Saturday, August 3, 2013

java.lang.OutOfMemoryError: Java heap space in Tomcat, Eclipse, JBoss, Websphere, Minecraft, Android

So you are getting  java.lang.OutOfMemoryError: Java heap space and run out of ideas on what to do, especially if you are user of any Java application and not the programmer or developer, this could be a tricky situation to be in. I receive lots of emails from Minecraft user ( a popular Java game), along with junior developers who are using Tomcat, JBoss, Websphere, Android user, who uses Android apps and several other Swing based Java desktop application user complaining about java.lang.OutOfMemoryError: Java heap space in there Mobile or Laptop. For users, there is not much they can do, but to restart the application. When you restart your application, previous memory get reclaimed by OS and it's a fresh start for your application, but you may lose data, which is not saved, especially if you are playing Java games like Minecraft.  For Junior programmers, they have some options, but hey need to understand that all this web and application server and IDEs like Eclipse, IntelliJ and Netbeans are Java programs and can be configured to run with more memory.  You just need to find out there startup script, from where they are launching java command to start the process and modify value of -Xmx JVM option to a higher value, subject to your machine configuration or simply add -Xmx JVM option if it's not already there. Before doing this it's better to understand some basics about Java Heap memory, why java.lang.OutOfMemoryError: Java heap space comes and what are JVM option to fix this error.



Basics about Java Heap Memory 

java.lang.OutOfMemoryError: Java heap Space in Eclipse, Tomcat, MineCraftWhen we start Java program, JVM request some memory from OS. Based upon whether your Java Program is running on Windows, Linux, Solaris or Android based smartphone, there is a default Java Heap space and a maximum Java Heap memory. Theoretically in a 32-bit machine, maximum memory a process can have is in range of 2^32 i.e 4GB, but in reality, actual limit is quite less e.g. somewhere around 1.7GB in Windows and around 2.5 GB in Linux. I suggest read this article to know more about this limits. Similarly you can either run on a 32-bit JVM or 64-bit JVM, if your machine is 64-bit machine, then this maximum heap space limit extended to a very high value of 2^64 bit, but again limited by your physical RAM. Now a brief about this error, by reading java.lang.OutOfMemoryError: Java heap space, we can clearly see that JVM is ran out of memory in Heap space. Heap space is where objects are created in Java, and as your play games, deploy applications or web servers like Tomcat, JBoss and Websphere, lots of objects are created in Heap memory. Later, when those object become eligible for Garbage collection, they are collected by Garbage Collector and memory is returned to Java Heap Space. If there are too many live objects in memory, because of poor programming or if memory is not enough to hold required number of object, you will get java.lang.OutOfMemoryError: Java heap space, when Java tries to create another object.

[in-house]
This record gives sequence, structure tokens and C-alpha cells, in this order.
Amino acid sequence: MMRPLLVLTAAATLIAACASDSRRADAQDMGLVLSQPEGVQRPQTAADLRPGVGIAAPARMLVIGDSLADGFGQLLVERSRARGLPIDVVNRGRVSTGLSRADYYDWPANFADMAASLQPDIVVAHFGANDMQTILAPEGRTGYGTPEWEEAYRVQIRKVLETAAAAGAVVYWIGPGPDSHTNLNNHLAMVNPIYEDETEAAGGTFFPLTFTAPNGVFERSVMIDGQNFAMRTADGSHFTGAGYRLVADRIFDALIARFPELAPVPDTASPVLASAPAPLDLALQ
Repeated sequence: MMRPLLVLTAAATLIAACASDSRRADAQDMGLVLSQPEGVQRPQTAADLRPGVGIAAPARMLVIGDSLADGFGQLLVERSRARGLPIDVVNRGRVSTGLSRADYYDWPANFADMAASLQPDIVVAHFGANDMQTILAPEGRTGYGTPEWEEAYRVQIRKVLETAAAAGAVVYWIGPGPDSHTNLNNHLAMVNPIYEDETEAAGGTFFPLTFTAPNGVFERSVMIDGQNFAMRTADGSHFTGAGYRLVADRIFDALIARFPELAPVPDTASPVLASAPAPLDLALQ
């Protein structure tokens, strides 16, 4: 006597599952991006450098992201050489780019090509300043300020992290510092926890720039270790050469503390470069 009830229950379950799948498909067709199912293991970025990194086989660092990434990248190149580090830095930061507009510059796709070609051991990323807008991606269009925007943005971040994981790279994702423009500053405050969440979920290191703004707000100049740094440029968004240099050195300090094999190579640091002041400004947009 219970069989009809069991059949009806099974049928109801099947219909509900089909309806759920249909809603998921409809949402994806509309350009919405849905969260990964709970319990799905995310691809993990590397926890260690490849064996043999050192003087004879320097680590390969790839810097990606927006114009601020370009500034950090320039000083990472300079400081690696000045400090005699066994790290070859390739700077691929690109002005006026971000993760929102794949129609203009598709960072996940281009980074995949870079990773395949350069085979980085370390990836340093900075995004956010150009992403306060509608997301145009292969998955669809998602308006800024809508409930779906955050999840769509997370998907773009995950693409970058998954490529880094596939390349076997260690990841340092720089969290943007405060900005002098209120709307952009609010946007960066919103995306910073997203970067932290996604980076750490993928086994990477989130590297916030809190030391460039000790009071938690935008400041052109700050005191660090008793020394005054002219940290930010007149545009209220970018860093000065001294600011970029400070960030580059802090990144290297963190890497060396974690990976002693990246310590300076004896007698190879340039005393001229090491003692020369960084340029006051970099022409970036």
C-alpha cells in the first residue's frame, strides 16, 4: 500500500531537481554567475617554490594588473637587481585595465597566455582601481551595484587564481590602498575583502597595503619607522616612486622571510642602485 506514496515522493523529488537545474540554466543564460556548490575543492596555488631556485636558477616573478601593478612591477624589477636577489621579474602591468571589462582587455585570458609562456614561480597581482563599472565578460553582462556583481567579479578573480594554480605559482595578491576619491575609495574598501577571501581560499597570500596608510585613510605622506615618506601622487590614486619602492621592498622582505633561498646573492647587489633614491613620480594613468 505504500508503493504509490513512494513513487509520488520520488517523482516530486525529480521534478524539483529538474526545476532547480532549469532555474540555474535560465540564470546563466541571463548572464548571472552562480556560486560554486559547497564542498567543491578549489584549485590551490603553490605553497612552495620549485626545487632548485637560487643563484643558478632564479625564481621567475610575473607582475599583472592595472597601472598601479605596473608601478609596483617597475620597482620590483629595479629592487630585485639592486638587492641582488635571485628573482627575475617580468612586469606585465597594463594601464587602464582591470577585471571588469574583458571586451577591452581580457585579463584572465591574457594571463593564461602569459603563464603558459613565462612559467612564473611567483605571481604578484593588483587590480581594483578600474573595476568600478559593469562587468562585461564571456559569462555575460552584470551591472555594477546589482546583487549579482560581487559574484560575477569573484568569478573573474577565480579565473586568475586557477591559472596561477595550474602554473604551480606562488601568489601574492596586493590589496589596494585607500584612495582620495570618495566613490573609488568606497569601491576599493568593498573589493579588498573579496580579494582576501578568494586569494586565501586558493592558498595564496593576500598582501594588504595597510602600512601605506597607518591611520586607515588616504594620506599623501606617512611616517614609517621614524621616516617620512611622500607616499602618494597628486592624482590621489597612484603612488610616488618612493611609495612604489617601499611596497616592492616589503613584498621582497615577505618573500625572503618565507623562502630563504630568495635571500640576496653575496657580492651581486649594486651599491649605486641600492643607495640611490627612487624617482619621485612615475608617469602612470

JVM Option to fix java.lang.OutOfMemoryError: Java Heap Space

Now there are 2 ways to fix java.lang.OutOfMemoryError: Java heap space, either by finding any memory leak or by increasing heap space. There are two JVM options, which is particularly important to java.lang.OutOfMemoryError: Java heap space, is -Xms and -Xmx, which configures starting and maximum heap memory for JVM.